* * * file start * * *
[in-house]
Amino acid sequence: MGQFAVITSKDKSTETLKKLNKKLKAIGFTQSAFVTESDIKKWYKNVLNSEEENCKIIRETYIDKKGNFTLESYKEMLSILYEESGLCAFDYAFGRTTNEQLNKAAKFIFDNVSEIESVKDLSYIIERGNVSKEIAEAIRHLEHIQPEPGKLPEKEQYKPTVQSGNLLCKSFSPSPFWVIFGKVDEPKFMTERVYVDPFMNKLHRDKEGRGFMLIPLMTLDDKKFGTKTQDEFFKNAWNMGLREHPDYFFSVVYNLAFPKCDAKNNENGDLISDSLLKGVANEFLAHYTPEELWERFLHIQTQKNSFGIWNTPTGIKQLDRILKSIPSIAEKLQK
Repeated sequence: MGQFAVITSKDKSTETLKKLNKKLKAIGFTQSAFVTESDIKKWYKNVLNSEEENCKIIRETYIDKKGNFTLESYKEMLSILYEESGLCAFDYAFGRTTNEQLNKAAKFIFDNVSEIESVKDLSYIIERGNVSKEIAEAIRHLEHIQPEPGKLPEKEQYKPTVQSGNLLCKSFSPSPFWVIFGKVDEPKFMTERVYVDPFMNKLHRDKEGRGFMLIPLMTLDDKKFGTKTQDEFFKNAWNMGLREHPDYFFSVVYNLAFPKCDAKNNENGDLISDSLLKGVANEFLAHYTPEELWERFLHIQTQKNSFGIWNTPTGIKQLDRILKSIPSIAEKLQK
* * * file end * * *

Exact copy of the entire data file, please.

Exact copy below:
[in-house]
Amino acid sequence: MGQFAVITSKDKSTETLKKLNKKLKAIGFTQSAFVTESDIKKWYKNVLNSEEENCKIIRETYIDKKGNFTLESYKEMLSILYEESGLCAFDYAFGRTTNEQLNKAAKFIFDNVSEIESVKDLSYIIERGNVSKEIAEAIRHLEHIQPEPGKLPEKEQYKPTVQSGNLLCKSFSPSPFWVIFGKVDEPKFMTERVYVDPFMNKLHRDKEGRGFMLIPLMTLDDKKFGTKTQDEFFKNAWNMGLREHPDYFFSVVYNLAFPKCDAKNNENGDLISDSLLKGVANEFLAHYTPEELWERFLHIQTQKNSFGIWNTPTGIKQLDRILKSIPSIAEKLQK
Repeated sequence: MGQFAVITSKDKSTETLKKLNKKLKAIGFTQSAFVTESDIKKWYKNVLNSEEENCKIIRETYIDKKGNFTLESYKEMLSILYEESGLCAFDYAFGRTTNEQLNKAAKFIFDNVSEIESVKDLSYIIERGNVSKEIAEAIRHLEHIQPEPGKLPEKEQYKPTVQSGNLLCKSFSPSPFWVIFGKVDEPKFMTERVYVDPFMNKLHRDKEGRGFMLIPLMTLDDKKFGTKTQDEFFKNAWNMGLREHPDYFFSVVYNLAFPKCDAKNNENGDLISDSLLKGVANEFLAHYTPEELWERFLHIQTQKNSFGIWNTPTGIKQLDRILKSIPSIAEKLQK